SALT LAKE CITY — Lyme disease is popping up in more counties across the U.S., according to a new study released Wednesday from the Centers for Disease Control and Prevention. The report states that between 2008 and 2012, researchers found 260 counties with high rates of the disease, which is up from 69 between 1993 and 1997.
The report is titled “Geographic Distribution and Expansion of Human Lyme Disease, United States,” will be published next month in the journal Emerging Infectious Diseases.
The CDC reported that most cases of Lyme disease are reported from the northeastern, mid-Atlantic, and north-central states, “although the number of jurisdictions that report a high number of cases has increased over time,” according to the report. Researchers also found that “the center of the high-incidence focus in the northeastern United States generally moved westward and northward, away from the coast of northern New Jersey and into east-central Pennsylvania.”
Utah was not part of the report. However, Utahns who have survived the illness are calling on Utah health officials and others to become more aware of Lyme disease.
On a typical day, Jarrah Gerald empties five shelves from her food pantry and at least a couple of shelves in her fridge to down a concoction of prescription medication and vitamins.
“On average I take about 55 pills a day,” said Gerald. “I’ve been given a second chance at life. I was so ill. I was sure I was going to die.”
At one point, Gerald made funeral arrangements.
These days Gerald said she’s feeling healthier thanks to her medications, “I do a lot to try to build my immune system so my body can fight off the bacteria a little easier,” she said.
And thanks to a proper diagnosis two years.
Gerald said she and her family were enjoying a nice afternoon in American Fork Canyon two years ago.
“I noticed a rash when I got home when I was showering. I just thought it was a spider bite and that it would go away,” said Gerald. “I had the bullseye rash but I didn’t know. I wasn’t familiar with what that was.”
Ticks carry Lyme disease and are commonly found in eastern and Midwestern states.
Health officials report at least 300 diseases that mimic some of the symptoms of Lyme disease, including fibromyalgia and multiple sclerosis. Doctors report that the disease can kill if not treated early.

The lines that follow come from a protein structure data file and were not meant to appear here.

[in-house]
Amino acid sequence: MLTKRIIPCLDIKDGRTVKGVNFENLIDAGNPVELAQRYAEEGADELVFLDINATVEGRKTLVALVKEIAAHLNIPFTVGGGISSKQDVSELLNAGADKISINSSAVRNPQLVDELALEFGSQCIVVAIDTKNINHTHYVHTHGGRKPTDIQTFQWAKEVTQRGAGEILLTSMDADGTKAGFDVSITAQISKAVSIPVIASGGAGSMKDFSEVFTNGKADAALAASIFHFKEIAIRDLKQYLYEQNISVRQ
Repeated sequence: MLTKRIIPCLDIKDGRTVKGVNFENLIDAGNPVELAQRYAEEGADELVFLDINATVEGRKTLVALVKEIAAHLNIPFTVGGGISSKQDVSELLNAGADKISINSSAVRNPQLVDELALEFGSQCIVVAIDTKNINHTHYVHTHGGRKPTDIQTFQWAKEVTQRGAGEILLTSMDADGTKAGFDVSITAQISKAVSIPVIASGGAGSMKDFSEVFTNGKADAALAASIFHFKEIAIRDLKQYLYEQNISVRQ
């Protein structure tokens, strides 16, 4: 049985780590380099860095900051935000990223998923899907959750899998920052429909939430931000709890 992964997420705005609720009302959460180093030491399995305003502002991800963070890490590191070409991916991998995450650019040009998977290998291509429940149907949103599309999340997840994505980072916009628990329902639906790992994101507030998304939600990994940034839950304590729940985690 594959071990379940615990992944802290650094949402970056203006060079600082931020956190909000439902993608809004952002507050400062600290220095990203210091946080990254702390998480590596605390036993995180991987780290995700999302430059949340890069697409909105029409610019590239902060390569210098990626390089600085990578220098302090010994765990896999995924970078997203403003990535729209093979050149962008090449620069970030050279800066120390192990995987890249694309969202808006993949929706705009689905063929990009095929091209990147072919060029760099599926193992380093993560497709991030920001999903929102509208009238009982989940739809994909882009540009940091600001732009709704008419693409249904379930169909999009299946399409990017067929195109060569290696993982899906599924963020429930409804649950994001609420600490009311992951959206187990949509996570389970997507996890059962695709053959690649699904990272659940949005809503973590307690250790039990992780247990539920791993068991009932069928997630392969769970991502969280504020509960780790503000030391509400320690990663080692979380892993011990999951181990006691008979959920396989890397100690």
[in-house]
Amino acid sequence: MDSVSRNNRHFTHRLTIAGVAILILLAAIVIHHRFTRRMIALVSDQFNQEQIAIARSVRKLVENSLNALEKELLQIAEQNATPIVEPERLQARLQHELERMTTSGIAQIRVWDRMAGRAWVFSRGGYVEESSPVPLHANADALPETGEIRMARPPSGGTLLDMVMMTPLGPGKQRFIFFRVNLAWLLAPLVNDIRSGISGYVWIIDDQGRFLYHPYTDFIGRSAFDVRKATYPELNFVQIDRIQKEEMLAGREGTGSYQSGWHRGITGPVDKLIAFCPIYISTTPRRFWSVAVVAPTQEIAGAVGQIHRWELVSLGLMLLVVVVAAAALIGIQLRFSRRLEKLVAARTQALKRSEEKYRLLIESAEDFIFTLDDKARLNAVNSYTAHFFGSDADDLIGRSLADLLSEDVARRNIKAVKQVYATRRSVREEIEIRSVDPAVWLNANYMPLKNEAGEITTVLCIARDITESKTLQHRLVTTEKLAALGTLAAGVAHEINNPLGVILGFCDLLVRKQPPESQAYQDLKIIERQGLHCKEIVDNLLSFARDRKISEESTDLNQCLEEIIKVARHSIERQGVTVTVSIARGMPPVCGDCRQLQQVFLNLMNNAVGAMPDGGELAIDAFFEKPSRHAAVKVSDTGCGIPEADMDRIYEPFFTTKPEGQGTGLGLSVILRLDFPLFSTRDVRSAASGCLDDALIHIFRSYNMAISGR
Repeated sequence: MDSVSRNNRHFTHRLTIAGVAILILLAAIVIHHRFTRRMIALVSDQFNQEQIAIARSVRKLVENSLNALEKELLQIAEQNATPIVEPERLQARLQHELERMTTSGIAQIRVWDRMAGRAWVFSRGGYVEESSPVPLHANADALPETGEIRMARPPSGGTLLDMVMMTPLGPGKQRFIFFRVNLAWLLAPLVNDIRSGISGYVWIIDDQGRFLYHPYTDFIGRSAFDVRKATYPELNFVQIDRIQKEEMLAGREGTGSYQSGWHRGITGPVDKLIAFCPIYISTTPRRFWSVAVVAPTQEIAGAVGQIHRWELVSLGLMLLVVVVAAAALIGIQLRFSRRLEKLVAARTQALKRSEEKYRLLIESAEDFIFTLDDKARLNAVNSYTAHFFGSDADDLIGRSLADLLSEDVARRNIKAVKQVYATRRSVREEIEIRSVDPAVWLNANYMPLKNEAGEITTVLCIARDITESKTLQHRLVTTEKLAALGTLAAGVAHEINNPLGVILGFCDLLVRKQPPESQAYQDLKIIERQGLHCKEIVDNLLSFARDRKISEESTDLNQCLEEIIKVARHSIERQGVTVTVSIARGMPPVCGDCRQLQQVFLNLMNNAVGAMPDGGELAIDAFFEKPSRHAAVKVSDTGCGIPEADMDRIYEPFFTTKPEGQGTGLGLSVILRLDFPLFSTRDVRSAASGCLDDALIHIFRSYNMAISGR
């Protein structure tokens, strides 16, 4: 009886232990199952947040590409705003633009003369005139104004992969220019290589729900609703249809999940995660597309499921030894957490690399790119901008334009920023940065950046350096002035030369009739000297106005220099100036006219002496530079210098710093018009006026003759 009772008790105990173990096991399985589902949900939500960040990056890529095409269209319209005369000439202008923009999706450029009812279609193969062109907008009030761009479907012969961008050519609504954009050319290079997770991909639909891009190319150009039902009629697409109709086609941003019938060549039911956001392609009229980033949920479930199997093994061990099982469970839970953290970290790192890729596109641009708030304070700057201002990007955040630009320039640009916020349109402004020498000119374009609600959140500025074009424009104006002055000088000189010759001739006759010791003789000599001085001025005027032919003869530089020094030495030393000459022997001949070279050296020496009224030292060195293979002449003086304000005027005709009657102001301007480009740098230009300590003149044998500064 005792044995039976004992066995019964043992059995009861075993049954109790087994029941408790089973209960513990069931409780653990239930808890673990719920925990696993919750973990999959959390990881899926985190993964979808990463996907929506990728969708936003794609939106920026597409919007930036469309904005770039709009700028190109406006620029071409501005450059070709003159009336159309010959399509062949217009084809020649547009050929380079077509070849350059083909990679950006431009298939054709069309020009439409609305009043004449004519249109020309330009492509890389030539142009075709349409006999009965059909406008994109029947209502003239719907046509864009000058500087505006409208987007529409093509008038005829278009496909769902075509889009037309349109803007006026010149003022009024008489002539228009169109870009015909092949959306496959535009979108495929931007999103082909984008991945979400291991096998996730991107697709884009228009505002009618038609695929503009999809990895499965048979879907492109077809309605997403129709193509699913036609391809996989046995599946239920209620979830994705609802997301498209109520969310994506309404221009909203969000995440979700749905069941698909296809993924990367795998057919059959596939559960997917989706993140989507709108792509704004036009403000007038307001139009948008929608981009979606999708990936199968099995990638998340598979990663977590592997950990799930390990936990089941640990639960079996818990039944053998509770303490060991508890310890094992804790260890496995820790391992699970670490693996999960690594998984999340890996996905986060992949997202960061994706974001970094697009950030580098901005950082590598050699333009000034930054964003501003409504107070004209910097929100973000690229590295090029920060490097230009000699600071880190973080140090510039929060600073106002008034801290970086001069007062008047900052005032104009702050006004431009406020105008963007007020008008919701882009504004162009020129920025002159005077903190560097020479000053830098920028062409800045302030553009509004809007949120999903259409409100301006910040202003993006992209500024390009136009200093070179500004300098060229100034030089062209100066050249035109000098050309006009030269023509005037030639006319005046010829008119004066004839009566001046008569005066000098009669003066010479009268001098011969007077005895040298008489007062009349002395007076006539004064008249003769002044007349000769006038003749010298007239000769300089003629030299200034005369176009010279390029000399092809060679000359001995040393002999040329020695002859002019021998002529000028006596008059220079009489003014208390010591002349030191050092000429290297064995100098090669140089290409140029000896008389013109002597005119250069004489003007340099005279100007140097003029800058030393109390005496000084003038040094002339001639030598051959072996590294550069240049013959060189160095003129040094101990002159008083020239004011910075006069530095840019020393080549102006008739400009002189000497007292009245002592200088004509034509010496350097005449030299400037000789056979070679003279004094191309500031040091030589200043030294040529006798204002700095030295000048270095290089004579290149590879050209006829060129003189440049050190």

Gerald said Lyme disease can be a lonely illness because people are fearful of sharing their health condition with others.
“There are a lot of people with Lyme disease who are not open with it because it’s so misunderstood,” she said. Gerald also said sometimes people with Lyme disease become frustrated because “they’re often misdiagnosed.”
Initially, Gerald met with a doctor who conducted tests for “hundreds of illnesses” and found she displayed symptoms of Lyme disease.
“He said ‘it’s showing here that you should have Lyme diseases based on your symptoms but we don’t have Lyme disease in Utah,'” recounted Gerald.
After seeing two doctors, Gerald said Dr. Victoria Sucher in Provo diagnosed her with Lyme disease.
“She was Lyme-literate,” said Gerald. “I’ve been on antibiotics since August 2013, and I’m still on antibiotics.
The Utah Health Department has seen some cases of Lyme disease in Utah.
“We see 12, 15 or 20 people every year in Utah diagnosed with Lyme disease,” said Tom Hudachko, spokesman for the Utah Health Department. “We do have ticks in Utah that are capable of carrying Lyme disease. More research needs to be done to know whether or not there are ticks out there that are actually ‘carrying’ it as opposed to being ‘able’ to carry it.”
State health officials said researchers need more funding to do more research on the disease in order to help more Utahns.
“Most Lyme disease is highly treatable with antibiotics,” said Hudachko. “But there’s a small percentage of cases where if they’re not treated early enough, they can develop chronic Lyme disease.”
Gerald has attended a few meetings with a Lyme disease support group.
As a survivor of Lyme disease Gerald warns that more Utahns, including doctors and other health officials should become more educated on the disease and “realize that there are hundreds of people suffering quietly with Lyme disease,” she said. “Open your minds and get educated.”